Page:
How to Create a DIY Pet Memorial Garden in Your Backyard by Layla Morgan Wilde
Your pet deserves a special resting spot. If burial is an option, here’s what you need to know.
For as long as humans have loved cats, we have buried them in our gardens or cemeteries. Formal pet cemeteries in the U.S. are fairly recent. I used to live near the Hartsdale Pet Cemetery, the oldest one founded in 1895. While pet cemeteries have mushroomed, most people find it more convenient to bury their pets in the garden.
The first decision after your beloved pet dies, is what to do with the body. Sometimes, it all happens so fast there isn’t much time to make plans. If you have time, it’ll reduce stress to be prepared. This is timely and personal since I had two cats die in the past 7 months. It was winter and impossible to plant anything so I waited until spring. It was worth the wait and so healing.
Every death is unique. I have four cats buried in four different areas at our old house. They died in Spring, Summer, Fall and Winter so I learned the pros and cons of burials in every season. It might seem odd having our memorial garden close to the house and patio but it’s actually comforting. Someone else might find having the ashes of a dead pet in their home comforting while others find it odd. There is no right or wrong way to memorialize your pet. Don’t let the opinions of others influence how you honor your beloved pet.
8 Steps To Creating a Memorial Pet Garden
- Determine if burying a pet is legal in your state or country. If this is an option, decide if you’d prefer cremation first
- Do not bury on public land. If you don’t own your home, be sure your landlord agrees. Chances are you will eventually move, will that change your plans? It was hard moving from a home I’d lived in for 18 years leaving four cats buried there, but no regrets.
- Select the burial spot. A final resting spot warrants thoughtfulness. If the ground is frozen, wait until it thaws and store the body in a freezer. The location, whether close to the house, garage, out building or furthest corner of the garden is entirely personal.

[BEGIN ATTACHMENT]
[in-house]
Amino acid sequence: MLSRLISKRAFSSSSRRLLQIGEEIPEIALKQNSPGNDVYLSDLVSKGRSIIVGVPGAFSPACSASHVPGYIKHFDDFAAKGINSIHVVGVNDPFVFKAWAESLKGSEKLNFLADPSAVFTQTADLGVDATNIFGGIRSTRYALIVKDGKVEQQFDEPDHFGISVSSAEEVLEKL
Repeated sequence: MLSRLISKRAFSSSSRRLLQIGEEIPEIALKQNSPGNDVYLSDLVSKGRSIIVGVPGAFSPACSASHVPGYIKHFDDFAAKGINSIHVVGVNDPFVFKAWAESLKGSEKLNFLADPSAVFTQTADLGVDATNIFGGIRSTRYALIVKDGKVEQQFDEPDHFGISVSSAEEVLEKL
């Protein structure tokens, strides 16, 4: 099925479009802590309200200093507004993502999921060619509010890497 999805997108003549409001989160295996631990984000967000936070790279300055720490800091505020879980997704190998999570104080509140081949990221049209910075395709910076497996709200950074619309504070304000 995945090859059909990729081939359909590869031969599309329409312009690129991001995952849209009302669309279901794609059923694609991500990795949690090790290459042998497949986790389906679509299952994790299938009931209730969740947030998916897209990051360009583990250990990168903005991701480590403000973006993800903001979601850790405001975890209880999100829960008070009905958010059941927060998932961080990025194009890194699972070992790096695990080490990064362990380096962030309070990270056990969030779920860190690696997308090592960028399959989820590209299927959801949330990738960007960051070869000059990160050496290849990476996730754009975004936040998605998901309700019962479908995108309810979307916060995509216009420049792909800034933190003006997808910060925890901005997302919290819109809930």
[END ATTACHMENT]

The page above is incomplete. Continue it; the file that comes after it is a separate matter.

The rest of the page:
4. Decide the burial container. It can be as elaborate as a mini coffin or simple as a shroud. If being eco-friendly is important to you, I would suggest a biodegradable container like Paw Pods which Merlin was buried in. Some choose to bury their cat in their favorite cardboard box or cat carrier. I buried Coco in a wooden crate of my husband’s favorite, but everyone since has been buried in variety biodegradable fabric shrouds. It could be as simple as a linen sheet, towel or favorite scarf of shawl. I like to fold the cloth securely and tied with ribbon or string.
5. Digging the hole. Grave digging is hard work but cathartic. Use a proper shovel like a garden spade. Make sure there are no underground wires and pipes. Choose a place without deep tree roots. Snow is not a problem unless there is a deep freeze. If the ground is too frozen to dig, another option is needed like freezer storage or cremation.
A. Measure the approximate size of the needed hole. Better that it’s bigger than too small. We knew when Clyde was in decline, my husband dug the hole early and covered it with a plastic storage container top and tarp for the soil. It ended up being too small and needed a bit more digging thankfully most of it was done in advance.